San Diego, CA. - TA new report from Consumer
WebWatch.org examined Web sites that offer consumers
paid access to their credit reports in combination with
credit scores, credit monitoring, and/or identity theft
insurance, while many consumers think they are on the
government's free annual credit report site (www.annualcreditreport.com).
These sites (some bogus ones included) are alternatives
to annualcreditreport.com, created as a result of the
Fair and Accurate Credit Transaction Act of 2003(FACTA),
which entitles consumers to obtain, once a year, a free
copy of their credit reports from each of the three
major credit reporting bureaus - Equifax, Experian, and
The report was authored by Robert N. Mayer, and Ph.D.
Tyler Barrick of the University of Utah for Consumer
Reports WebWatch 101 Truman Avenue Yonkers, NY 107031057
For the complete report:
The purpose of this report was to examine the operation
of Web sites - other than the government sanctioned
annualcreditreport.com - that offer consumers "free"
access to their credit reports. As a result of the Fair
and Accurate Credit Transaction Act of 2003 (FACTA), all
consumers now have the right to request and obtain, once
a year, a copy of their credit reports from each of the
three major credit reporting bureaus - Equifax,
Experian, and Transunion. Prior to FACTA, consumers had
the right to obtain a free copy of their credit report
only under a limited set of conditions: (1) they were
denied credit, at least in part, based on the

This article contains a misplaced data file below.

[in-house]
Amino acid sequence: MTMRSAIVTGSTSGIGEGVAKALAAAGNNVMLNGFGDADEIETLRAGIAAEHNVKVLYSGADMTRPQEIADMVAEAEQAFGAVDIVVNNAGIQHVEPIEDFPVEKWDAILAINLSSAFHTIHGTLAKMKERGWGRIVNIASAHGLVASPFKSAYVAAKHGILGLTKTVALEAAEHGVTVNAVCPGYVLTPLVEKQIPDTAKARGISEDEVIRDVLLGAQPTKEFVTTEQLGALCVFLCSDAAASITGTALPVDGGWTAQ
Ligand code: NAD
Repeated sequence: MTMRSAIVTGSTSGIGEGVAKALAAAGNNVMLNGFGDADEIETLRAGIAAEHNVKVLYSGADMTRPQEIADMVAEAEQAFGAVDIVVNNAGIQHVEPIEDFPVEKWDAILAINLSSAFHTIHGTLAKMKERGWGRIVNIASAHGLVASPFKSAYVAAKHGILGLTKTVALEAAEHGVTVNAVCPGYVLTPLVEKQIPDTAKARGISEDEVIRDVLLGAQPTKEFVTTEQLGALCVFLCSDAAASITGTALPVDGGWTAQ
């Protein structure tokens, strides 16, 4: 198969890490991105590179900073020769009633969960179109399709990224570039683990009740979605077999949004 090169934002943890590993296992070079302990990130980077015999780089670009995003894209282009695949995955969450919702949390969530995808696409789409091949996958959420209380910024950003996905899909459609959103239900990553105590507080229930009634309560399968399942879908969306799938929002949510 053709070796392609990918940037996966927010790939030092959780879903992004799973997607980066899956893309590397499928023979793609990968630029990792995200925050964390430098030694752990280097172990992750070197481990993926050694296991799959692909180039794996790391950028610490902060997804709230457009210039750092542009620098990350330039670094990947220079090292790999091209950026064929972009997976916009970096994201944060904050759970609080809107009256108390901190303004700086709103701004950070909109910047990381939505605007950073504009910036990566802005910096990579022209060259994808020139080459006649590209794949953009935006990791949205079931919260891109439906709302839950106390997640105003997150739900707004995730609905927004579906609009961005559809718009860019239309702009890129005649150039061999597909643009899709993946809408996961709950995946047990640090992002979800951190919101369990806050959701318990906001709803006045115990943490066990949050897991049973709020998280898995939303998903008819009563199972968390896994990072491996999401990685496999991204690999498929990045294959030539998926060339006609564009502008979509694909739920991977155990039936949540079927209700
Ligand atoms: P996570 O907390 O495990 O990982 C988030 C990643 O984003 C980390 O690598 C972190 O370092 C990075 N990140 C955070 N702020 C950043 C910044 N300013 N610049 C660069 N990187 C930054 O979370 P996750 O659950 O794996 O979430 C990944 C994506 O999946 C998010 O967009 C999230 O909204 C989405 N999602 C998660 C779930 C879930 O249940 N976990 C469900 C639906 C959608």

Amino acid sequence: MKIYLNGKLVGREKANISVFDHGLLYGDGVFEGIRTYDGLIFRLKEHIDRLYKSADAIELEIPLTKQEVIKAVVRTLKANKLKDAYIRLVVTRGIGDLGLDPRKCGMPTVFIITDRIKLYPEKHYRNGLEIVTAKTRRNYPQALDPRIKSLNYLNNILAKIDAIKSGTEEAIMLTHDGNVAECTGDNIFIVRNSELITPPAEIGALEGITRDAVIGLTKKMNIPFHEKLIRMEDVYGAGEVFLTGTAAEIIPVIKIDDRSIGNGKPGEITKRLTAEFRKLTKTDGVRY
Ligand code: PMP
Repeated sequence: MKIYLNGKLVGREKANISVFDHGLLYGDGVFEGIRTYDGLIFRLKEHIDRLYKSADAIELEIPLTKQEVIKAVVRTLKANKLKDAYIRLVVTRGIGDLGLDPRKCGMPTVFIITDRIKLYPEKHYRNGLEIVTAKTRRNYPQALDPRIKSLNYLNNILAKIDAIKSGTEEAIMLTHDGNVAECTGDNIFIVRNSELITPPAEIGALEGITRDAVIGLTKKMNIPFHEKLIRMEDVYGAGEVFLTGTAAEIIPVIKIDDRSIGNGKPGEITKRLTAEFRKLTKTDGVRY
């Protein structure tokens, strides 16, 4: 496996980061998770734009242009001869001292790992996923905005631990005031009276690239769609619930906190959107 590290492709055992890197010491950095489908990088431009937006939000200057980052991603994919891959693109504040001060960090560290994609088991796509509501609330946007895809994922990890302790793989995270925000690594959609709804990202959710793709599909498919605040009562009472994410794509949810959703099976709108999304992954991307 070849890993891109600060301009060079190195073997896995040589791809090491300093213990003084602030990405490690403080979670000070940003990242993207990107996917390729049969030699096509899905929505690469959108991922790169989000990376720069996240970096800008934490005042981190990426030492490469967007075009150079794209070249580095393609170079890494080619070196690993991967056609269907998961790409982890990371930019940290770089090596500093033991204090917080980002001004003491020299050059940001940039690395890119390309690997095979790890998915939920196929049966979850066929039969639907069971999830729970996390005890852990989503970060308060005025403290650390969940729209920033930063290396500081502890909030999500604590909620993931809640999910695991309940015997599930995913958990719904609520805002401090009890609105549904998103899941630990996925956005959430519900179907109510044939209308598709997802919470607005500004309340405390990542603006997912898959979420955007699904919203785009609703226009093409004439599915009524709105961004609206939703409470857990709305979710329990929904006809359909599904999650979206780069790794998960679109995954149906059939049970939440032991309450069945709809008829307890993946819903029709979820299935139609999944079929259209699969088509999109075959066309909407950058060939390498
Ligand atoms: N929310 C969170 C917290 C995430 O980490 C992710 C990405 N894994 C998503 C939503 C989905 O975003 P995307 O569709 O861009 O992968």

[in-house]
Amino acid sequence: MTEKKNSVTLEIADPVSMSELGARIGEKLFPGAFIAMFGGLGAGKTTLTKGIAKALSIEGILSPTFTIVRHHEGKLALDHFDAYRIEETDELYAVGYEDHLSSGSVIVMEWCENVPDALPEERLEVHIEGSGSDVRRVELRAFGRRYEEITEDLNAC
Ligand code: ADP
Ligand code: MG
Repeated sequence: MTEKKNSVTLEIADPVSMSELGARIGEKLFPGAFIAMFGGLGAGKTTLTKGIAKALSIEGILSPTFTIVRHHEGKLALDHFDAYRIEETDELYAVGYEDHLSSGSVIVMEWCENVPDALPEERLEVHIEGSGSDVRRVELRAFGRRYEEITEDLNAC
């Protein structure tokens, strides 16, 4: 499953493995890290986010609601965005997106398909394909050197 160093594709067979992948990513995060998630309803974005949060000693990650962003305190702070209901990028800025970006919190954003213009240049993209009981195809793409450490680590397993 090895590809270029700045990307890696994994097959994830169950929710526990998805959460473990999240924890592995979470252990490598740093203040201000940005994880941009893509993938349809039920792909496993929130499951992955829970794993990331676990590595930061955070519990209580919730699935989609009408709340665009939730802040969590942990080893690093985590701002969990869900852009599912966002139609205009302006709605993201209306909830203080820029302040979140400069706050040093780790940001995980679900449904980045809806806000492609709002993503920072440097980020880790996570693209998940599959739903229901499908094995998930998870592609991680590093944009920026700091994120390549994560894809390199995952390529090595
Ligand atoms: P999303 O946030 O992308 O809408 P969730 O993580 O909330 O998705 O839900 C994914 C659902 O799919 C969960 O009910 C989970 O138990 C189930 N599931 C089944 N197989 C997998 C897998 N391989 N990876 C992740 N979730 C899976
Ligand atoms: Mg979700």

information contained in a credit report; (2) they were
unemployed and would apply for unemployment within 60
days; (3) they received public assistance; (4) they had
been a victim of identity theft and placed a fraud alert
on their file; or (5) believed their file contained
inaccurate information due to fraudulent activity
(Consumers Union, undated).
Across 24 sites studied, there was a total of 58 offers.
The majority of sites (16 out of 24) contained three
offers, at least one of which involved a free credit
report. Two sites bore two offers; six sites only one.
(Three sites contained more than three credit related
offers, but we coded only the first three offers on a
given Web site.)
The offers on the twenty four sites vary in detail, but
the majority (51) fell into one of three broad
A. Buy three credit reports and get one credit score for
free, sometimes with the option of buying additional
credit scores (8 offers)
B. Buy credit reports and scores, with nothing offered
for free (10 offers)
C. Receive one or more free credit reports and/or one or
more free credit scores when enrolling in acredit
monitoring service, often with a free trial period (33
Recommendations to Consumers
Some sites offer consumers a better financial deal than
others do. There are a variety of "best buys,"or
combination of buys:
1. For the consumer who wants to obtain the most for